Father of the Bride: Minnelli’s Noir Comedy

A noir comedy may sound like a contradiction in terms, since film noir, whether defined in thematic, stylistic, or ideological ways, is typically dark, somber, downbeat and pessimistic. A comedy about wedding, made by Hollywood’s sunniest studio, MGM, sounds even more bizarre. Yet a closer look at Minnelli’s 1950 film offers enough evidence to consider it as a noir comedy, and not only because it was shot in black-and-white.

A gentle satire of the nuptial rites of upper-middle class suburbia, Father of the Bride was a perfect film for a studio that celebrated the ideal American family under the guise of being typical. Producer Pandro Berman hoped that Minnelli would bring to Father of the Bride the same charm and resonance that had marked Meet Me in St. Louis.

There are significant similarities between Meet Me and Father of the Bride. Like Meet Me, Father of the Bride is a basically plotless film, but one with strong premise and several poignant vignettes. In both films, a realistic domestic setting and family epiphanies give the films a more shapely structure. The Smiths and the Bankses alike are defined by upper middle-class existence. In both stories, the home is the arena where the important events happen, and in both, every family member plays a narrowly-defined role based on societys mores.

While Meet Me looks back nostalgically to the turn of the century as an age of stability, Father of the Bride is a Truman-era product that propagated a return to traditional family values after the War. No wonder, Father of the Bride became the prototype for TV sitcoms in the 1950s.

MGM labeled the Banks as a typical family, but there was an undertone of smugness and elitism to them. Though seemingly ordinary, the characters belong to a higher social scale than the average moviegoers at the time. Stanley Banks, or Pop, is the breadwinner, domesticated by the chic matron Ellie, who combines immaculate grooming with feminine practicality. Their teenaged sons, Tommy and Ben, play peripheral roles, and the familys favorite is clearly Kay, nicknamed Kitten. Kay wishes to replicate her mothers life, as if no changes occurred in womens roles since the 1940s.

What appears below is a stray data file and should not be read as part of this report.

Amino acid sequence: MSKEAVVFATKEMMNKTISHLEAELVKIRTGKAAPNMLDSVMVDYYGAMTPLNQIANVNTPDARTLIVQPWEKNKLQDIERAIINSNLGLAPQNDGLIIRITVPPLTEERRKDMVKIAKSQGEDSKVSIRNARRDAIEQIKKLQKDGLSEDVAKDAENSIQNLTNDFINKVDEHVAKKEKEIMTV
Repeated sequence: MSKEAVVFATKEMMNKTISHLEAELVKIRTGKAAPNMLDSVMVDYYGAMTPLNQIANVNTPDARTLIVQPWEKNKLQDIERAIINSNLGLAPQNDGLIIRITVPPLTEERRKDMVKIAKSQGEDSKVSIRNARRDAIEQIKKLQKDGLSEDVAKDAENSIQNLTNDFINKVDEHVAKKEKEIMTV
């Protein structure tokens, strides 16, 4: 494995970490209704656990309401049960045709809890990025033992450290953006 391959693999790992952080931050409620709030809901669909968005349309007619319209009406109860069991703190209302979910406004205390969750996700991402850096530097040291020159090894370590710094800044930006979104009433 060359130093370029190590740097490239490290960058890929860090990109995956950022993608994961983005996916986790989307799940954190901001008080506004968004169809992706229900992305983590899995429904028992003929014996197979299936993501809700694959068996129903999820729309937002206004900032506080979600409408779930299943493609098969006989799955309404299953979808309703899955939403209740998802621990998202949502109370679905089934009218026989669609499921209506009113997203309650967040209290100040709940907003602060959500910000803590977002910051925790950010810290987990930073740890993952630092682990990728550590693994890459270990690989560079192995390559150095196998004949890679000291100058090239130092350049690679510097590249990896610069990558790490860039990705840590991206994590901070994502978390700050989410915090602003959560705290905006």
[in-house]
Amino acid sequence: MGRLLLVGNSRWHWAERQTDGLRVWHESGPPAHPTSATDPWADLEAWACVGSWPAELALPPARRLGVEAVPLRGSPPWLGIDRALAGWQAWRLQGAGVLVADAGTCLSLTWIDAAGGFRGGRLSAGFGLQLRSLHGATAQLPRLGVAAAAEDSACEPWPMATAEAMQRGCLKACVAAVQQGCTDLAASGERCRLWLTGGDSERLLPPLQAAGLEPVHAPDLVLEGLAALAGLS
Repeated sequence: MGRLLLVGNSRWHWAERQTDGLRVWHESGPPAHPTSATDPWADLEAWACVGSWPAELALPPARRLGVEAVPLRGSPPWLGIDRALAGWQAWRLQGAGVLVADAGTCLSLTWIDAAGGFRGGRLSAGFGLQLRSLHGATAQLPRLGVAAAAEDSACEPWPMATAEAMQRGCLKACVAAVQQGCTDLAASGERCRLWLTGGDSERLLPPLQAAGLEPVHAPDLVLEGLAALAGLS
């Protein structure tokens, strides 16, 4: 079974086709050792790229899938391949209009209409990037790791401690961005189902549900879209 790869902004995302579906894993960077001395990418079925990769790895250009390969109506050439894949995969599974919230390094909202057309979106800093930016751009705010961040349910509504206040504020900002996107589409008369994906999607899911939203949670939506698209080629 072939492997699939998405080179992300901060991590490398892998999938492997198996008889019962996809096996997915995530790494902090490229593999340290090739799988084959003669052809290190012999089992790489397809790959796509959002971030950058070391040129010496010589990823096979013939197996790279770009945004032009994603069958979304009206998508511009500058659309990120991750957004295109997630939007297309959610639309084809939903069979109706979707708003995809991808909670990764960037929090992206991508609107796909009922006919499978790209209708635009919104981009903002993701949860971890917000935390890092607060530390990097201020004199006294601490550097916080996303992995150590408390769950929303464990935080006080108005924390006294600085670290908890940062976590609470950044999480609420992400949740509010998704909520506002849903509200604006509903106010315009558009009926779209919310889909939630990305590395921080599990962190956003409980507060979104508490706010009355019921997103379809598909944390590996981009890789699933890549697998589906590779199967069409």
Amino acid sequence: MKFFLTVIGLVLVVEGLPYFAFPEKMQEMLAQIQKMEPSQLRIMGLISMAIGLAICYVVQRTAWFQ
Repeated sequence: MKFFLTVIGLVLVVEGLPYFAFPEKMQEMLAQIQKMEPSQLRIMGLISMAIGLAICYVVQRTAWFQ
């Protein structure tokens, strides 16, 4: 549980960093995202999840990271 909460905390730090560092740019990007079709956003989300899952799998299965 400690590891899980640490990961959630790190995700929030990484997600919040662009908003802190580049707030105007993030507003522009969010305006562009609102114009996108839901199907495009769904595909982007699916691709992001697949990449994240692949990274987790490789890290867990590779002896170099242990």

Minnelli used Beverly Hills North Alpine Drive as a model for Everydale, USA, with white Colonial houses on a tree-lined street. Like most MGM movies, Father of Bride dilutes the more specifically Scarsdale tone of Streeter’s book. It presents a suburban community as an exclusive enclave. In Kays speech about the Dunstans, her in-laws, she says, “they’re as good as you and Mom, which was meant to reassure audiences that they, too, were as legit and desirable as the Bankses.

Nonetheless, not everything is as smooth as it appears to be. Minnellis intimations of middle-class trouble are evident throughout the film. Kay’s wedding reception is an example of claustrophobic giddiness. In the course of the story, Stanley Banks is insulted by the catering staff, is berated by his wife, and is half-trampled at the wedding rehearsal. Stanley can’t even find relief in slumber, where terrifying visions of himself ruining the Protestant rites on the happy day shatters him. As with Meet Me in St. Louis, the manifest buoyant spirit of Father of the Bride constantly collides with the films latent darkness.

Minnelli would never again look at the American family with such cheerful fondness. In later films, Minnelli would be much more critical and cynical of such families, as evident in Some Came Running, with its dysfunctional family and adulterous father, and Home from the Hill, with its repressed, emasculating matriarch. Minnellis late melodramas would show that Metros depiction of the nuclear family was more a product of myth than reality.

But in 1950, as someone who himself had lofty ambitions in his youth, Minnelli sympathized with the Bankses, including their class snobbery. “I always used to think that marriage was a simple affair,” Pop says at the beginning, echoing Minnelli’s own opinion about marriage. The ensuing story shows how wrong Pop and Minnelli, the husband and father, were about marriage and the family institution.